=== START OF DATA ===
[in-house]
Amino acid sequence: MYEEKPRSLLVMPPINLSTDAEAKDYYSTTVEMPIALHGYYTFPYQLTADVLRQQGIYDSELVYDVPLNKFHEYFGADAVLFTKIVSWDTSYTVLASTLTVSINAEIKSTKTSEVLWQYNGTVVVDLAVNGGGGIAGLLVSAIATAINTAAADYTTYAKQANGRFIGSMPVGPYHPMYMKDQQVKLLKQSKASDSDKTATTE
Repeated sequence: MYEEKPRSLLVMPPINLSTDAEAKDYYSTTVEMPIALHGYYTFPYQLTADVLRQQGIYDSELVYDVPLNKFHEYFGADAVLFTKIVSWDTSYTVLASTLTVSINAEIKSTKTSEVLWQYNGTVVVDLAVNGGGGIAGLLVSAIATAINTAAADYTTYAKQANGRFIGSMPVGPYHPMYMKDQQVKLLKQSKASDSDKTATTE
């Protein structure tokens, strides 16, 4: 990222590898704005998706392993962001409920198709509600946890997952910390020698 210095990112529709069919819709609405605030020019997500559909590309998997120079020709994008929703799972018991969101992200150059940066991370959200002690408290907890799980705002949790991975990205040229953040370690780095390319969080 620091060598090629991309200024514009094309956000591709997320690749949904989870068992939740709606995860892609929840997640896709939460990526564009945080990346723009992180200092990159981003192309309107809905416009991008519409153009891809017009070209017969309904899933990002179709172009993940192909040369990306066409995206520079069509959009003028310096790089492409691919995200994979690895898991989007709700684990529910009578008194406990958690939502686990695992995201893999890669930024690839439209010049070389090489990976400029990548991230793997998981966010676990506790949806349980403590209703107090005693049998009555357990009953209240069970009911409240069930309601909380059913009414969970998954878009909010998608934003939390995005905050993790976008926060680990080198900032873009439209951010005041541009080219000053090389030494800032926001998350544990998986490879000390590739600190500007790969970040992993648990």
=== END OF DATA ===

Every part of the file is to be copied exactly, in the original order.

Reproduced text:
[in-house]
Amino acid sequence: MYEEKPRSLLVMPPINLSTDAEAKDYYSTTVEMPIALHGYYTFPYQLTADVLRQQGIYDSELVYDVPLNKFHEYFGADAVLFTKIVSWDTSYTVLASTLTVSINAEIKSTKTSEVLWQYNGTVVVDLAVNGGGGIAGLLVSAIATAINTAAADYTTYAKQANGRFIGSMPVGPYHPMYMKDQQVKLLKQSKASDSDKTATTE
Repeated sequence: MYEEKPRSLLVMPPINLSTDAEAKDYYSTTVEMPIALHGYYTFPYQLTADVLRQQGIYDSELVYDVPLNKFHEYFGADAVLFTKIVSWDTSYTVLASTLTVSINAEIKSTKTSEVLWQYNGTVVVDLAVNGGGGIAGLLVSAIATAINTAAADYTTYAKQANGRFIGSMPVGPYHPMYMKDQQVKLLKQSKASDSDKTATTE
């Protein structure tokens, strides 16, 4: 990222590898704005998706392993962001409920198709509600946890997952910390020698 210095990112529709069919819709609405605030020019997500559909590309998997120079020709994008929703799972018991969101992200150059940066991370959200002690408290907890799980705002949790991975990205040229953040370690780095390319969080 620091060598090629991309200024514009094309956000591709997320690749949904989870068992939740709606995860892609929840997640896709939460990526564009945080990346723009992180200092990159981003192309309107809905416009991008519409153009891809017009070209017969309904899933990002179709172009993940192909040369990306066409995206520079069509959009003028310096790089492409691919995200994979690895898991989007709700684990529910009578008194406990958690939502686990695992995201893999890669930024690839439209010049070389090489990976400029990548991230793997998981966010676990506790949806349980403590209703107090005693049998009555357990009953209240069970009911409240069930309601909380059913009414969970998954878009909010998608934003939390995005905050993790976008926060680990080198900032873009439209951010005041541009080219000053090389030494800032926001998350544990998986490879000390590739600190500007790969970040992993648990």